New initiatives aim to increase the safety of oil and gas offl oading operations

The Offloading

Operations Joint Industry Project bridges the gap between real

world operations and numerical tools.

Offloading oil and gas at sea, from one vessel onto another, is a complex operation. Its success depends significantly on the environmental loads present and how these loads influence the vessels involved in the operations.

Due to the inherent complexity, to date very little comparison could be made between desk studies and actual operations in the field. The Offloading Operations JIP aims to further increase the understanding of mooring loads during offloading operations and to bridge the gap between real world operations and numerical tools.

The full-scale time-domain data obtained during this JIP will provide opportunities for both the detailed and comprehensive examination of real world events and for validation and verification of simulation software.

Currently, instrumentation is being prepared for a year-long monitoring campaign off the coast of equatorial Africa, at a location known for its challenging combination of swell, wind sea and current conditions. Offloading at this site is side-by-side, where the turret-moored FPSO is typically used to shield the export tanker from waves, wind and current. Nevertheless, differences in vessel sizes can lead to significant variations in response to swell, posing extra challenges to the operators. Moreover, waves between the FPSO and export tanker may be amplified compared to the ambient sea state as the gap between the vessels may be as narrow as 4 m, causing it to act like a funnel.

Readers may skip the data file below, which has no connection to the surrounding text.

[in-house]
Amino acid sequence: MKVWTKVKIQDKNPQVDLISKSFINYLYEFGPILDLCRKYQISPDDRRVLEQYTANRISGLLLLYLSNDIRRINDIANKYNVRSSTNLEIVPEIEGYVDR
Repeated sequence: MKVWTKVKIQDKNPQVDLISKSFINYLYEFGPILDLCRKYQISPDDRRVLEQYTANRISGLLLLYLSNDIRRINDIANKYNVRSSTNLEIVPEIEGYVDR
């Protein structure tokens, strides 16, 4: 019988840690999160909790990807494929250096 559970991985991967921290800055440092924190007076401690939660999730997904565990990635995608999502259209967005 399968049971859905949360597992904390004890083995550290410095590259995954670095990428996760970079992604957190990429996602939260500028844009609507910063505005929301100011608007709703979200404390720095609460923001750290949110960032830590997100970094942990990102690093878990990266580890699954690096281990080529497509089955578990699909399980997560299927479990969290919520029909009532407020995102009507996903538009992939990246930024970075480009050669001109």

Eric Wictor

Instrumentation will focus on getting a complete picture of local metocean conditions, vessel motions in six degrees

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of freedom and mooring line forces during offloading operations, which typically occur every two weeks. Continuous monitoring will also allow derivation of response character- istics of the vessels involved, as well as properties of the mooring lines. On the one hand the results will provide valuable material for tuning recent software develop- ments such as SHUTTLE and its aNySIM core, and on the other, the data will com- bine crew experiences and event logs to link human decision-making and perception to quantifiable operational parameters.

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